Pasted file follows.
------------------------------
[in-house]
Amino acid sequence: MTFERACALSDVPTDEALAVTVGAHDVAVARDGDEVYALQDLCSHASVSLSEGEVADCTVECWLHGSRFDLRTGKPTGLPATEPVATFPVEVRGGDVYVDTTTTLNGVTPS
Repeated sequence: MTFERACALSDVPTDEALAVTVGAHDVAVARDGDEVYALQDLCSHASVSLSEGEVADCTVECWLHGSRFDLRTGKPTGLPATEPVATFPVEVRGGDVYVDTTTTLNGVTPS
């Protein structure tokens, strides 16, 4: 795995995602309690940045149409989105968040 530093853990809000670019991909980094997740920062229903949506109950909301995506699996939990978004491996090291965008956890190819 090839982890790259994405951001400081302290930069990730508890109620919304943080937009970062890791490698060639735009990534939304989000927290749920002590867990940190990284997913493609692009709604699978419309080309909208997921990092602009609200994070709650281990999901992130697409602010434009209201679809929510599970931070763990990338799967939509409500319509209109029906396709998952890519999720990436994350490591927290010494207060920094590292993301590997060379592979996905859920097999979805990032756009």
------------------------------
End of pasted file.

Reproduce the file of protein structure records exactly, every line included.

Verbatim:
[in-house]
Amino acid sequence: MTFERACALSDVPTDEALAVTVGAHDVAVARDGDEVYALQDLCSHASVSLSEGEVADCTVECWLHGSRFDLRTGKPTGLPATEPVATFPVEVRGGDVYVDTTTTLNGVTPS
Repeated sequence: MTFERACALSDVPTDEALAVTVGAHDVAVARDGDEVYALQDLCSHASVSLSEGEVADCTVECWLHGSRFDLRTGKPTGLPATEPVATFPVEVRGGDVYVDTTTTLNGVTPS
């Protein structure tokens, strides 16, 4: 795995995602309690940045149409989105968040 530093853990809000670019991909980094997740920062229903949506109950909301995506699996939990978004491996090291965008956890190819 090839982890790259994405951001400081302290930069990730508890109620919304943080937009970062890791490698060639735009990534939304989000927290749920002590867990940190990284997913493609692009709604699978419309080309909208997921990092602009609200994070709650281990999901992130697409602010434009209201679809929510599970931070763990990338799967939509409500319509209109029906396709998952890519999720990436994350490591927290010494207060920094590292993301590997060379592979996905859920097999979805990032756009």